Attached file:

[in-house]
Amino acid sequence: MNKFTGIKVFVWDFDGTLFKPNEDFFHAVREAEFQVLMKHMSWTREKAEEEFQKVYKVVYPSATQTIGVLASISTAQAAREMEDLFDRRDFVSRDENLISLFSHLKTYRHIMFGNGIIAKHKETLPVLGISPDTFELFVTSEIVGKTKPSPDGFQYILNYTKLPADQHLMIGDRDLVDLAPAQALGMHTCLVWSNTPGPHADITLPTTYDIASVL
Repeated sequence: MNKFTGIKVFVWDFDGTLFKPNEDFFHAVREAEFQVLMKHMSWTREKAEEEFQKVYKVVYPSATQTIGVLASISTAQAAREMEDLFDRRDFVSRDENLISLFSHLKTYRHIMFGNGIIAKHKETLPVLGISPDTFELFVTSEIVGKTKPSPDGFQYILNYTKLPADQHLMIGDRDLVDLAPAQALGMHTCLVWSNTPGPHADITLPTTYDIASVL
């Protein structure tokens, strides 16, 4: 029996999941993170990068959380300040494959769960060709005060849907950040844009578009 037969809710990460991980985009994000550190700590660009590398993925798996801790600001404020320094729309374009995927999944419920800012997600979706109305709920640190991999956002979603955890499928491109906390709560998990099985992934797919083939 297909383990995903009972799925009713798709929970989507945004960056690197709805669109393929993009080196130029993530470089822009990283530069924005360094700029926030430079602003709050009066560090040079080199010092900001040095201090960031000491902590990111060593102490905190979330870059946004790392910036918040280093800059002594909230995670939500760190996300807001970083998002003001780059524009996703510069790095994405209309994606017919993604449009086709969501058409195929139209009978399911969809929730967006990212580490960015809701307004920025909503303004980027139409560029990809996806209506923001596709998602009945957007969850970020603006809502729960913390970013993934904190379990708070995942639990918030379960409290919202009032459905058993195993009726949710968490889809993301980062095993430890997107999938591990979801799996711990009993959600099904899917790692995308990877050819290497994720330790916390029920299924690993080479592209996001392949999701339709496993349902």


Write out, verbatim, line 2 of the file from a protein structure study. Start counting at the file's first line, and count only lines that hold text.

Amino acid sequence: MNKFTGIKVFVWDFDGTLFKPNEDFFHAVREAEFQVLMKHMSWTREKAEEEFQKVYKVVYPSATQTIGVLASISTAQAAREMEDLFDRRDFVSRDENLISLFSHLKTYRHIMFGNGIIAKHKETLPVLGISPDTFELFVTSEIVGKTKPSPDGFQYILNYTKLPADQHLMIGDRDLVDLAPAQALGMHTCLVWSNTPGPHADITLPTTYDIASVL